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What is a bankruptcy estate?

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In a Nutshell

Whenever someone files for bankruptcy, a bankruptcy estate is automatically created. A bankruptcy estate consists of the property or assets that you own. What assets you get to keep because it’s protected depends on the bankruptcy exemptions that you can claim. In this article, we will review what a bankruptcy estate is and what that means for you.

Written by Attorney Alexander Hernandez.  
Updated August 7, 2020


Whenever someone files for bankruptcy, a bankruptcy estate is automatically created. A  bankruptcy estate consists of the property or assets that you own. What assets you get to keep because it’s protected depends on the bankruptcy exemptions that you can claim.In this article, we will review what a bankruptcy estate is and what that means for you.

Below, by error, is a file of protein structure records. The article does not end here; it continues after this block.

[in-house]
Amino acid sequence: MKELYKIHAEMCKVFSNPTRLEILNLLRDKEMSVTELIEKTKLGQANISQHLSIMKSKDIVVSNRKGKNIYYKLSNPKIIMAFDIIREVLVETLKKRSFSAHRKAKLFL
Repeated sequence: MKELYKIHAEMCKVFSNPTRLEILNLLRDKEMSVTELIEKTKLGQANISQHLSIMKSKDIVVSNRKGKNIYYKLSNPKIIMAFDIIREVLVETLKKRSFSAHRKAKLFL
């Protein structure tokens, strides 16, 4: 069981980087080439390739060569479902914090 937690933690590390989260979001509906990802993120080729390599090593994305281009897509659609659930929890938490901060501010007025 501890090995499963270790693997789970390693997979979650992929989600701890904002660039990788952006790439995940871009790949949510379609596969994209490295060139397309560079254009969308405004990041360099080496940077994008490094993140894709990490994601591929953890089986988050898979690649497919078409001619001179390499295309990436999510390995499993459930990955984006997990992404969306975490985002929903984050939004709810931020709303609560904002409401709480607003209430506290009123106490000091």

Assets and your bankruptcy estate

In a bankruptcy filing, individual debtors and married couples must list all of their property, called assets, in the bankruptcy forms, whether it’s a Chapter 7 bankruptcy or Chapter 13 bankruptcy. Your assets include everything you own or have an interest in, such as cars, household furnishings, electronics such as computers and televisions, clothing, jewelry, cash, bank accounts, and real property. However, even though all of your property is part of the bankruptcy estate, not all of it is at risk. That’s because bankruptcy law allows you to protect certain property with available exemptions. Depending on where you live and your state’s law, you may be entitled to state or federal bankruptcy exemptions. It’s important to claim your exemptions to protect your assets. If you don’t, the bankruptcy trustee is entitled to sell the property and disburse any left-over money to secured and unsecured creditors.